Artwork: Alex MacLean, Untitled, 2010, photograph, Atlantic City, New Jersey
The internet has upended how consumers engage with brands. It is transforming the economics of marketing and making obsolete many of the function’s traditional strategies and structures. For marketers, the old way of doing business is unsustainable.
Consider this: Not long ago, a car buyer would methodically pare down the available choices until he arrived at the one that best met his criteria. A dealer would reel him in and make the sale. The buyer’s relationship with both the dealer and the manufacturer would typically dissipate after the purchase. But today, consumers are promiscuous in their brand relationships: They connect with myriad brands—through new media channels beyond the manufacturer’s and the retailer’s control or even knowledge—and evaluate a shifting array of them, often expanding the pool before narrowing it. After a purchase these consumers may remain aggressively engaged, publicly promoting or assailing the products they’ve bought, collaborating in the brands’ development, and challenging and shaping their meaning.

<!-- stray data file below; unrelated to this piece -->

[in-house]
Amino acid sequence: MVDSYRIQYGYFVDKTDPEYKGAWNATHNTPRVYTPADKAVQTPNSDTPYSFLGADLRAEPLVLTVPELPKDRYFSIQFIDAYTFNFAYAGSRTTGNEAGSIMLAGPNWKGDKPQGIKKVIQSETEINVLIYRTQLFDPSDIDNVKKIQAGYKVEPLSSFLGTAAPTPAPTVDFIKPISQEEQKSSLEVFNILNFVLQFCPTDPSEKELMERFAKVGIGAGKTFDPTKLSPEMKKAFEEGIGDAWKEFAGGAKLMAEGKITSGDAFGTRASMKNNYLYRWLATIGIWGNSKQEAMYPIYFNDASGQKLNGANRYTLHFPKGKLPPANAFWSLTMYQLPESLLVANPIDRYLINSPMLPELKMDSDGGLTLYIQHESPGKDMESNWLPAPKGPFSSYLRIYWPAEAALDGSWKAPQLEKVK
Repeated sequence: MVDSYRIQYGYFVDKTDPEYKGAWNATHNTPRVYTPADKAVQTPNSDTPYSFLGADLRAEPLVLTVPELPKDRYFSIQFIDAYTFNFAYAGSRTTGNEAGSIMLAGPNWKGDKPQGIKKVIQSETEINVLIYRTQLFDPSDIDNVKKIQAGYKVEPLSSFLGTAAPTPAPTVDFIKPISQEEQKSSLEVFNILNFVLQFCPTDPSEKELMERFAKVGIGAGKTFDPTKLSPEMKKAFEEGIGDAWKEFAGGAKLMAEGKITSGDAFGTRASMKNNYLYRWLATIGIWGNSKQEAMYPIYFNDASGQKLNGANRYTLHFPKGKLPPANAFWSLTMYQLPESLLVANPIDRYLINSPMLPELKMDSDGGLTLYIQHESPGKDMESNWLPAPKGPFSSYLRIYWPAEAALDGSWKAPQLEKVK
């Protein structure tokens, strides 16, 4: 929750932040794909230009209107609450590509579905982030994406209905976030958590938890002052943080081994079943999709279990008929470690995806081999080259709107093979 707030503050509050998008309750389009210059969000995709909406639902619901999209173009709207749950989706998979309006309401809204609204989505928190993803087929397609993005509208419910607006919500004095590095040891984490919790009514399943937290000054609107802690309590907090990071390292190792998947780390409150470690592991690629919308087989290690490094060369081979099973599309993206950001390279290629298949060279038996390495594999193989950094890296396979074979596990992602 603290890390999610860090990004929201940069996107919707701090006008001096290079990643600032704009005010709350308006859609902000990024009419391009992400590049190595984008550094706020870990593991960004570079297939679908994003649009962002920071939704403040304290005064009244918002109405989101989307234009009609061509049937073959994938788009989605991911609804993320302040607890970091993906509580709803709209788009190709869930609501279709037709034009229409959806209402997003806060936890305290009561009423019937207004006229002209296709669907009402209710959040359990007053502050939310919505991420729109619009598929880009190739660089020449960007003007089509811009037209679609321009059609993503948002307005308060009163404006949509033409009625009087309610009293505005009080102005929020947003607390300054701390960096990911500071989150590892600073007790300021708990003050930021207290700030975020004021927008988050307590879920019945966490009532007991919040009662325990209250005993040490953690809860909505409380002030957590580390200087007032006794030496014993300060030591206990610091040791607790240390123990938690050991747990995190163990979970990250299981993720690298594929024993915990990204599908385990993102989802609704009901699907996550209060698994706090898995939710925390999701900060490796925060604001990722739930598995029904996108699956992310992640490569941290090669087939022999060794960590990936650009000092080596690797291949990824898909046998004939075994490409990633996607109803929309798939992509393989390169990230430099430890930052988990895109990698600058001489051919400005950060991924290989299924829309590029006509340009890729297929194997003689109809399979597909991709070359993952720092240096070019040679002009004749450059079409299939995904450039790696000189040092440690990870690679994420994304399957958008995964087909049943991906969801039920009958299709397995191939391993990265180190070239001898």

Consumers still want a clear brand promise and offerings they value. What has changed is when—at what touch points—they are most open to influence, and how you can interact with them at those points. In the past, marketing strategies that put the lion’s share of resources into building brand awareness and then opening wallets at the point of purchase worked pretty well. But touch points have changed in both number and nature, requiring a major adjustment to realign marketers’ strategy and budgets with where consumers are actually spending their time.